The Coming Race (1871)/Chapter XI
Nothing had more perplexed me in seeking to reconcile my sense to the existence of regions extending below the surface of the earth, and habitable by beings, if dissimilar from, still, in all material points of organism, akin to those in the upper world, than the contradiction thus presented to the doctrine in which, I believe, most geologists and philosophers concur—viz., that though with us the sun is the great source of heat, yet the deeper we go beneath the crust of the earth, the greater is the increasing heat, being, it is said, found in the ratio of a degree for every foot, commencing from fifty feet below the surface. But though the domains of the tribe I speak of were, on the higher ground, so comparatively near to the surface, that I could account for a temperature, therein, suitable to organic life, yet even the ravines and valleys of that realm were much less hot than philosophers would deem possible at such a depth—certainly not warmer than the south of France, or at least of Italy. And according to all the accounts I received, vast tracts immeasurably deeper beneath the surface, and in which one mio;ht have thought only salamanders could exist, were inhabited by innumerable races organised like ourselves. I cannot pretend in any way to account for a fact which is so at variance with the recognised laws of science, nor could Zee much help me towards a solution of it. She did but conjecture that sufficient allowance had not been made by our philosophers for the extreme porousness of the interior earth—the vastness of its cavities and irregularities, which served to create free currents of air and frequent winds—and for the various modes in which heat is evaporated and thrown off. She allowed, however, that there was a depth at which the heat was deemed to be intolerable to such organised life as was known to the experience of the Vril-ya, though their philosophers believed that even in such places life of some kind, life sentient, life intellectual, would be found abundant and thriving, could the philosophers penetrate to it. "Wherever the AllGood builds," said she, "there, be sure, He places inhabitants. He loves not empty dwellings."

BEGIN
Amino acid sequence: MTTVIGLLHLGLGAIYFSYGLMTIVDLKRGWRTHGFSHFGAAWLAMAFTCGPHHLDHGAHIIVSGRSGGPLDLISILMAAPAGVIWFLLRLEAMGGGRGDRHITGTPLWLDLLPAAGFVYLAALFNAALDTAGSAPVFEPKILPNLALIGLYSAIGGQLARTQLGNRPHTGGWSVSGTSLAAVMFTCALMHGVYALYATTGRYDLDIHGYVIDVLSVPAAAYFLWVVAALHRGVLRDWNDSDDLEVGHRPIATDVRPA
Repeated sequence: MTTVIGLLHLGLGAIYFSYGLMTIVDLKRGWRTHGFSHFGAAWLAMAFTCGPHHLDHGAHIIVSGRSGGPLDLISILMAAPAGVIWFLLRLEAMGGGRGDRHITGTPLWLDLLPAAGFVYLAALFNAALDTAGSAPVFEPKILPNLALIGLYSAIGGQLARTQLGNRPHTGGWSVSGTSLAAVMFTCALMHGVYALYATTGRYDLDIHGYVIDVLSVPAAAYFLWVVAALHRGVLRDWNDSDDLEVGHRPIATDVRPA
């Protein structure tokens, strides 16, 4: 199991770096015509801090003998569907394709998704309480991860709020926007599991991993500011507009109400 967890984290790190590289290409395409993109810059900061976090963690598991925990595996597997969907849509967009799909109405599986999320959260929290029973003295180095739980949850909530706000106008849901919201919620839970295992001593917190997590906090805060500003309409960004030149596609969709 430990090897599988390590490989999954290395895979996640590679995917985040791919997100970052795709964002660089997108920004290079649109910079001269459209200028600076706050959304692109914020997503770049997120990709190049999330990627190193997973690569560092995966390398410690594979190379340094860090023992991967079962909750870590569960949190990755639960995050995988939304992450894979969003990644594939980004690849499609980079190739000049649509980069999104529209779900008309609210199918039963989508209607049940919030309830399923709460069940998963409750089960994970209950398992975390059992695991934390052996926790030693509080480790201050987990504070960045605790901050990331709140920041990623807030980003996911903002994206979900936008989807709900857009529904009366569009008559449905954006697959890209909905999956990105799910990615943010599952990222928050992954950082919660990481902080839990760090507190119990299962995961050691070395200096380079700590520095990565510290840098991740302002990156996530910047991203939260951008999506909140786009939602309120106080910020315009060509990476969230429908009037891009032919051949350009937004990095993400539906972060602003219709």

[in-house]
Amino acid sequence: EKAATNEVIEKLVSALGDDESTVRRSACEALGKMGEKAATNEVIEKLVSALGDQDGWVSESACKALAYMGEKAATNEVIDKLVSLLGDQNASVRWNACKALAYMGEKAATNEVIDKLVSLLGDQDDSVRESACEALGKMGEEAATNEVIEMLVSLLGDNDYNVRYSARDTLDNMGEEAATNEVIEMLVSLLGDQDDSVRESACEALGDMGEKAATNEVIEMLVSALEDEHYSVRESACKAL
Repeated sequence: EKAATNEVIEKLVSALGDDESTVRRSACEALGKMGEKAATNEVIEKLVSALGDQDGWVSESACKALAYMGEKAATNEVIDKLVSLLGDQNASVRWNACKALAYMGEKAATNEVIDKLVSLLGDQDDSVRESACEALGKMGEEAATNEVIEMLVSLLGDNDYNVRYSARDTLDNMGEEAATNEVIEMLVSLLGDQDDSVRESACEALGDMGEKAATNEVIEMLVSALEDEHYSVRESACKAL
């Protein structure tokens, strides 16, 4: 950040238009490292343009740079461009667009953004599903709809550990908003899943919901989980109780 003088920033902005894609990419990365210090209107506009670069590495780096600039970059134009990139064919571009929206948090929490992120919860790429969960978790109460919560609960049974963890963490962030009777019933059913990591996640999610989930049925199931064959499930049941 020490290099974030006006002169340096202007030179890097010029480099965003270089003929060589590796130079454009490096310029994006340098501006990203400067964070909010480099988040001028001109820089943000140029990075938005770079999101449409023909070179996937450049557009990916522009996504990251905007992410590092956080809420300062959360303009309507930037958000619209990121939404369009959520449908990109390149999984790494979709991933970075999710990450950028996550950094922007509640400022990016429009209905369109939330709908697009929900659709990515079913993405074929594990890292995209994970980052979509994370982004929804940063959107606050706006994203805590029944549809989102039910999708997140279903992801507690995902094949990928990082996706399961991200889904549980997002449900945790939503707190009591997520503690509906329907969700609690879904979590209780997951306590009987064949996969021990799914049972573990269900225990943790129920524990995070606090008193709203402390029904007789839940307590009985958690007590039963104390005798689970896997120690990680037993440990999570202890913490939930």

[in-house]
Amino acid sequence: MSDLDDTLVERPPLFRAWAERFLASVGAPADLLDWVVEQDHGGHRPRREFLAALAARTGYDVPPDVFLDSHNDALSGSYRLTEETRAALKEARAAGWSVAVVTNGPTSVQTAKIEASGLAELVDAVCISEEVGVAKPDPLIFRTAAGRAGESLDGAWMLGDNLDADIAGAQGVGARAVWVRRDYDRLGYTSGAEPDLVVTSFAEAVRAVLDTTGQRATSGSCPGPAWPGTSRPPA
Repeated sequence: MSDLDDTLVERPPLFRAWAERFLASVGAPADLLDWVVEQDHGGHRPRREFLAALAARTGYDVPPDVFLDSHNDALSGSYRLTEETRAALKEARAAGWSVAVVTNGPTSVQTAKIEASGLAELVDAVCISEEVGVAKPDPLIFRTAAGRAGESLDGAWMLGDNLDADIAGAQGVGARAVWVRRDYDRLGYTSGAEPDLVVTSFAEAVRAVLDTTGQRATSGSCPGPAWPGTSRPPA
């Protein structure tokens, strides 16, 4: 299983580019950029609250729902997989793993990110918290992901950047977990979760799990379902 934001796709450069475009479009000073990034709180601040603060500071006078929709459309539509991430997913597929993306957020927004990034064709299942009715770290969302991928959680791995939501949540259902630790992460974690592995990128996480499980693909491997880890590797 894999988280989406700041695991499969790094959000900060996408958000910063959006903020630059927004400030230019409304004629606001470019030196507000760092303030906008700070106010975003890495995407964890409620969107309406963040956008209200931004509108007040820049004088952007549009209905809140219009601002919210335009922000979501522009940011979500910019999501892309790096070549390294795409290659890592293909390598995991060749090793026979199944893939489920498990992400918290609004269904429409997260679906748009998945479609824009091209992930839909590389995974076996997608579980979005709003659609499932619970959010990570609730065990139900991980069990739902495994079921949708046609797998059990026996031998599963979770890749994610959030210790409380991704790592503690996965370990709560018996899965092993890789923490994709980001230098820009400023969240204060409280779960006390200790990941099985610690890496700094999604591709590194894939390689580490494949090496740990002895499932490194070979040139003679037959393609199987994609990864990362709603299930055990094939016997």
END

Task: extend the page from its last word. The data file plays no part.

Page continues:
She added, however, that many changes in temperature and climate had been effected by the skill of the Vril-ya, and that the agency of vril had been successfully employed in such changes. She described a subtle and life-giving medium called Lai, which I suspect to be identical with the ethereal oxygen of Dr Lewins, wherein work all the correlative forces united under the name of vril; and contended that wherever this medium could be expanded, as it were, sufficiently for the various agencies of vril to have ample play, a temperature congenial to the highest forms of life could be secured. She said also, that it was the belief of their naturalists that flowers and vegetation had been produced originally (whether developed from seeds borne from the surface of the earth in the earlier convulsions of nature, or imported by the tribes that first sought refuge in cavernous hollows) through the operations of the light constantly brought to bear on them, and the gradual improvement in culture. She said also, that since the vril light had superseded all other light-giving bodies, the colours of flower and foliage had become more brilliant, and vegetation had acquired larger growth.
Leaving these matters to the consideration of those better competent to deal with them, I must now devote a few pages to the very interesting questions connected with the language of the Vril-ya.